In the late 1870’s, Les Hydropathes was a literary club in Paris where the symbolism movement fomented. For the less historic modern version , you can go to Shibuya and visit the stylish brasserie of the same name. Les Hydropathes is in the basement of the Parco department store. After browsing in the nearby Logos, which has a great collection of photography books, you can relax in the chic, moody, but casual atmosphere of the cafe.
I went with my friend Vincent, one of the French teachers at my school. And we spoke a combination of 33% French, 50% English, 11% Japanese and 1% Pig Latin. Vincent is an excellent English speaker but he patiently listens to me mangle French. Neither of us knew what hydropathes meant. We figured it had to do with water and sickness. When I wikied it (can i verbify ‘wiki’ like we do ‘google’? Is ‘verbify’ a word?) I found out about the Parisian club it was named after and also that hydropathe also referred to water with curative properties. In the case of this cafe/bar, the medicinal water probably refers to the largest collection of Belgian beer that I have ever seen. About 50 different Belgian beers lined the wall and were described in the menu.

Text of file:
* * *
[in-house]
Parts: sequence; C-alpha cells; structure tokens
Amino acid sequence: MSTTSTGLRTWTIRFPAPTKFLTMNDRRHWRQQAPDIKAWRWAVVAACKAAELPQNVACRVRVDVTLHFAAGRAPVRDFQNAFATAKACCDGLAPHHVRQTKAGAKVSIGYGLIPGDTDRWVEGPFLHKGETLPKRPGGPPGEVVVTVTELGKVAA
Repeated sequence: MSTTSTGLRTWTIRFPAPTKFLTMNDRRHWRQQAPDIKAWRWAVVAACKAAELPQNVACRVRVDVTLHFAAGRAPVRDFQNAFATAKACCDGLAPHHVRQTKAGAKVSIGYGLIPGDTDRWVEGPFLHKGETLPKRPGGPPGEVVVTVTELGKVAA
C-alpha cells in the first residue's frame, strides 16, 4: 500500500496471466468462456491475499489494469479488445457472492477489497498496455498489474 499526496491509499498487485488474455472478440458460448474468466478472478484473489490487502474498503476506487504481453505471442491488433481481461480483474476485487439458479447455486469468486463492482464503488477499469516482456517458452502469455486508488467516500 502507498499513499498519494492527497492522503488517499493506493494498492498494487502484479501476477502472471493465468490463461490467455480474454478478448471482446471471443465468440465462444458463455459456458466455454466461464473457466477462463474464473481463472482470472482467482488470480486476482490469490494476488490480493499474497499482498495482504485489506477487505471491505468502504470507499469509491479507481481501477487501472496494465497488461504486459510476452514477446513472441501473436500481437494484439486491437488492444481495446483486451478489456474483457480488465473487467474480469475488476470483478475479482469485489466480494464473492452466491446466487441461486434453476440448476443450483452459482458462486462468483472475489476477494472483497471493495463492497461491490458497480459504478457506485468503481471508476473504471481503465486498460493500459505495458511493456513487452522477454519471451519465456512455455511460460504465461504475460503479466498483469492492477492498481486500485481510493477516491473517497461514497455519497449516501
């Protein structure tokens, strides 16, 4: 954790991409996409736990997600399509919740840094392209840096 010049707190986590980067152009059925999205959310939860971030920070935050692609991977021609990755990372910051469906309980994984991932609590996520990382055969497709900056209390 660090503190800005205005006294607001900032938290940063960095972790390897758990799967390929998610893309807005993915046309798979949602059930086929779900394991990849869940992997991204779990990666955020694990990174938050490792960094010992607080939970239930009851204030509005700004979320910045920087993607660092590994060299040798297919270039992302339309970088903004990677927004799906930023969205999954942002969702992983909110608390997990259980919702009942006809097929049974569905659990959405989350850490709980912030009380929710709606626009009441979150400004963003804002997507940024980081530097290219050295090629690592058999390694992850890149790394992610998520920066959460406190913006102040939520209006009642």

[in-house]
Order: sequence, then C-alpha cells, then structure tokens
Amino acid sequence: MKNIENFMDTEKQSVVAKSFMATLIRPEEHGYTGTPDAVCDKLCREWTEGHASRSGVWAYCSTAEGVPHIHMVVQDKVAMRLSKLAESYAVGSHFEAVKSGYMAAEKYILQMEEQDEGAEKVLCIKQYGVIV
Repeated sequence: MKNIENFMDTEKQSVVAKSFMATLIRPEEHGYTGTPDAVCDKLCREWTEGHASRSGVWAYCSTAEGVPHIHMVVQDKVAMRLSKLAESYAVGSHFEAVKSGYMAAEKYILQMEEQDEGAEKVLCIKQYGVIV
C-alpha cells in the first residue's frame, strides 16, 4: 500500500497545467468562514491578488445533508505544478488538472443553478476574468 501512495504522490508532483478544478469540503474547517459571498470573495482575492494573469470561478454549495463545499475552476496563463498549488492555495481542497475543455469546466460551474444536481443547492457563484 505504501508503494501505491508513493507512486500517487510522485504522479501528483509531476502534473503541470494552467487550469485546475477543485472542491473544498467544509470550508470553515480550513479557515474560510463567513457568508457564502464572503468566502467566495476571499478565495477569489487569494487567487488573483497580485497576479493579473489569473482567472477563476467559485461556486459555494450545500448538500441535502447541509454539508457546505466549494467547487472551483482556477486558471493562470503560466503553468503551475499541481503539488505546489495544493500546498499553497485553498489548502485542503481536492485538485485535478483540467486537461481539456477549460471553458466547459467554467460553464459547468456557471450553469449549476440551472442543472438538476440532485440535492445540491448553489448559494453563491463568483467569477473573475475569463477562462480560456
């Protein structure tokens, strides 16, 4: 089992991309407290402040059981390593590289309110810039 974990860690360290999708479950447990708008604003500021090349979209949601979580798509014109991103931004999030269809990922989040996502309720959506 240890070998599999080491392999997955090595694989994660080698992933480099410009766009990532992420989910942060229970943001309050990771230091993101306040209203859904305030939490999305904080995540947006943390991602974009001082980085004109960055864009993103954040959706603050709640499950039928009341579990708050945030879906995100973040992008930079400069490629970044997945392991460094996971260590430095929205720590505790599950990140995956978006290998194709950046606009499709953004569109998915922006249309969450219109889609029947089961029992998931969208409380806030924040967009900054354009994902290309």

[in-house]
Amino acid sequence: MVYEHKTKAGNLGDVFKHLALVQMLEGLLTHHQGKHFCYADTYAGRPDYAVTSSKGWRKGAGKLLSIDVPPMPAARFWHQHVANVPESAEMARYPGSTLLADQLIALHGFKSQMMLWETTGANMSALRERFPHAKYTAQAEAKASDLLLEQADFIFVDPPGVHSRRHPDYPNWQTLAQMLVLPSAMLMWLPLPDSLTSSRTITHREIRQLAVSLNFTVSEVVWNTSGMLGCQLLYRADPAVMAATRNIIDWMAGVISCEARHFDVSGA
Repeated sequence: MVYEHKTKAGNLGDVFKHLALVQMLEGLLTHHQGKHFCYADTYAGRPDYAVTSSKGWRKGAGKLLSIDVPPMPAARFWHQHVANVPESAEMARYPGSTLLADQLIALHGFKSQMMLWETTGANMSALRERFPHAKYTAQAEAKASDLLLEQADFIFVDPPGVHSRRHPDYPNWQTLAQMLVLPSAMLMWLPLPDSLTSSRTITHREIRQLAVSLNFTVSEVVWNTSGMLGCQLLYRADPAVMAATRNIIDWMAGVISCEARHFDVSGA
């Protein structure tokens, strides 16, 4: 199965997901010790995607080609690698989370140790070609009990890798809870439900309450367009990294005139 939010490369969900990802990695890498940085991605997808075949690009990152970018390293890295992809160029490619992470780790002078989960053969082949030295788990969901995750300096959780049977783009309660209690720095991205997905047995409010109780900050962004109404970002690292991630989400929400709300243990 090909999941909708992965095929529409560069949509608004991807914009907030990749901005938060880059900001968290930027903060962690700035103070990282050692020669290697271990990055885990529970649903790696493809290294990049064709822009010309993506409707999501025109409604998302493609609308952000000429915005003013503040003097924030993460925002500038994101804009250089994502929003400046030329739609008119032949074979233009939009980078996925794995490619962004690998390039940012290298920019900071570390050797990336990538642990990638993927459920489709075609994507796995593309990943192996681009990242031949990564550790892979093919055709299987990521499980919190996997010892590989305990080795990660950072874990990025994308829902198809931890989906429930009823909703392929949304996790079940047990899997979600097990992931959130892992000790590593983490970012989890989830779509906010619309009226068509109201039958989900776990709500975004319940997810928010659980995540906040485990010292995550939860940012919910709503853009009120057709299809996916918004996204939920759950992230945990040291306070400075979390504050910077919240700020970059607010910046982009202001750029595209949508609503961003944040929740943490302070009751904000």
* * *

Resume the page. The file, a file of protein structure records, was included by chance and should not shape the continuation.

Alas, it was the middle of the day and we both had to return to work, so we settled for cafe au laits. I was gently chided for ordering it iced and drinking it with syrup. He had his hot and bitter like a proper Frenchman. What can I say, I’m a cool sweet guy, and that’s the way I like my coffee (in the waning hours of summer anyway).
So in short:
What’s on the menu: pastas and salads
Specialty: more Belgian beers than you can shake a mug at
Ambiance: comfortable chic contemporary retro, unpretentiously moody
Service: the guys were friendly and went out of their way to speak English
Clinetele: in the afternoon it was all women, some sitting alone writing soul-baring sonnets and small groups of well-manicured darkly-clad women in hush-toned banter.
Ideal for: meeting friends for a quick drink after a day of shopping and perusing books